DO-IT-YOURSELF DRESSING: At Third Avenue and 60th Street Wednesday at 1 p.m., a familiar voice rang out. It was Donna Karan, speaking from a TV monitor in the windows of Bloomingdale’s about her “system of dressing.” But in true recessionary times, rather than talk about her “seven easy pieces,” which was the foundation of her company 25 years ago, she boiled it down to “two-piece dressing.” She spoke about the great crisp white shirt and black pencil skirt, and the wonderful turtleneck and pair of pants. Several passersby stopped to listen, and one was moved to go back into Bloomingdale’s, where a sign in the windows said company reps would be working with customers all day and evening Wednesday to show them how to dress this season. However, upon venturing up to the fourth floor, the Donna Karan department was empty and there were no salespeople behind the desk within the in-store shop. A call was placed to Bloomingdale’s public relations department, which admitted the in-store event would take place from 4 to 7 p.m., a slight omission in the store windows and signage in the department touting the event.
JOE KNOWS BASKETBALL: Joe Joseph Abboud, the men’s wear line from JA Apparel Corp. that is being sold exclusively at J.C. Penney, had its launch party at the famous Cage basketball court on West Third Street in Greenwich Village in May, and on Saturday, it’s hosting an NBA block party outside the retailer’s store in Herald Square. Open to the public, the event, which will be held from 11 a.m. to 3 p.m., will feature a runway fashion show with current, former and future players, all sporting the Joe fall collection. The day’s festivities will include autograph sessions, fan photos with the NBA Championship Trophy and a live performance by the New Jersey Nets Dancers. The fashion show, which kicks off at 1 p.m., will be emceed by former Knicks great — and fashion maven — Walt “Clyde” Frazier and is scheduled to include John Starks, Allan Houston, Chris Duhon, Randy Foye and others.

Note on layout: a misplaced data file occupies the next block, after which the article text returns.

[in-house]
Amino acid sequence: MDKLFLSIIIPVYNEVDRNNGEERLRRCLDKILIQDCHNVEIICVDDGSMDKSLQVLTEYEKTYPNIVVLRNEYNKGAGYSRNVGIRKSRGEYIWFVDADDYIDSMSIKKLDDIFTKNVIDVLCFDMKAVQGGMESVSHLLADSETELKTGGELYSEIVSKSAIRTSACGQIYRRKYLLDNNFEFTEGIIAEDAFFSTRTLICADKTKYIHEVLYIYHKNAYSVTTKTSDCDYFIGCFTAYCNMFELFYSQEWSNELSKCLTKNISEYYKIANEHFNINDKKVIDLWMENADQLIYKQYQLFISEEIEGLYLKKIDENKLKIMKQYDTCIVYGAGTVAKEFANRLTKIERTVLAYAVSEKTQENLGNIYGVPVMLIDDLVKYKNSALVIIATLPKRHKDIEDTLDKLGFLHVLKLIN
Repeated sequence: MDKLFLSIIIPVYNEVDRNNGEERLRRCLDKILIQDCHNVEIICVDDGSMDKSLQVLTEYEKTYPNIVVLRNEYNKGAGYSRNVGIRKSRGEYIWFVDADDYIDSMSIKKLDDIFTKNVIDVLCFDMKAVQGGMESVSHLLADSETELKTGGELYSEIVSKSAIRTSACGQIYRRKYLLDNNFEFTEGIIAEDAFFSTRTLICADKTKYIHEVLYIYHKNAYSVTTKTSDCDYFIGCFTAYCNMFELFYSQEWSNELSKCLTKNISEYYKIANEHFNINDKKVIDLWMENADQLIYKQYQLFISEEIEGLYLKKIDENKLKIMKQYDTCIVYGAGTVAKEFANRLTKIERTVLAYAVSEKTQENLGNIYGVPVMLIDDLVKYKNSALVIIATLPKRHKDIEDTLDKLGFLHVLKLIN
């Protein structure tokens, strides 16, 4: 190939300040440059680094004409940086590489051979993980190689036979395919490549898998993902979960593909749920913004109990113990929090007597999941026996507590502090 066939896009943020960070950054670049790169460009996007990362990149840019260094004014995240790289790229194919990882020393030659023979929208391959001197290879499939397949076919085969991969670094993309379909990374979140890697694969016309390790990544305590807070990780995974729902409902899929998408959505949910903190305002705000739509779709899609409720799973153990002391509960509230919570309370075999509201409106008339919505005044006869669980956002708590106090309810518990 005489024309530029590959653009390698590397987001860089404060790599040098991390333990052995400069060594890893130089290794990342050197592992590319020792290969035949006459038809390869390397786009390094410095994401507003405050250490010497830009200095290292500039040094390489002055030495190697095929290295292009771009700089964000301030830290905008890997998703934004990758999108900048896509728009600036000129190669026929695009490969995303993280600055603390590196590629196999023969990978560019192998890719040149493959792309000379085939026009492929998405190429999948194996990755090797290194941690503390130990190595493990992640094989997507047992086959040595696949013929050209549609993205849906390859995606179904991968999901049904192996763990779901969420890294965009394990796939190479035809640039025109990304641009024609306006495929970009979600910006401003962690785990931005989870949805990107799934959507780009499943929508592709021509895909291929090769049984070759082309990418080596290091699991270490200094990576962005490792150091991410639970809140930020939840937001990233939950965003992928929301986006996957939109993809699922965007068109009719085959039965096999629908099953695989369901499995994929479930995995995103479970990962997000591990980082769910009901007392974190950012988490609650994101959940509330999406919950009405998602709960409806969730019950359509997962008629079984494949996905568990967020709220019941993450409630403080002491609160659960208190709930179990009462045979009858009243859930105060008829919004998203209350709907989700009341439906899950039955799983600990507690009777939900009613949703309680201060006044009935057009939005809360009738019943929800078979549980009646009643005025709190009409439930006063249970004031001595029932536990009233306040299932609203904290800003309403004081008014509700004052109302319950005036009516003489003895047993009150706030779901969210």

BOOZE BAG: The advent of the artisanal cocktail culture has turned mixology into a bona fide profession — one that requires a toolbox worth of equipment. Just ask Jim Meehan, bartender and managing partner at Please Don’t Tell, an East Village speakeasy specializing in couture libations, who has to schlep multiple jiggers, strainers, ice picks, shakers and knives when performing regular demonstrations in New York and abroad. “There is something not very elegant about showing up to a liquor company with a backpack,” said Meehan, who won bartender of the year at this year’s Tales of the Cocktail, the so-called Olympics of bartending.
It’s fitting, then, that Meehan was tapped to design a bartender’s bag for Moore & Giles — a first in a series of “occupational” one-offs for the Virginia-based company. Inspired by camera lens bags, the square waxed cotton carrier includes a waterproof main compartment with enough room for a few shakers, serving glasses and a 750-ml. bottle; a front pocket with elastic sleeves for strainers, and a separate roll-up for knives and picks. The Meehan Bag, which will be sold on the firm’s Web site, bartending trade outlets and other stores, will retail for $645.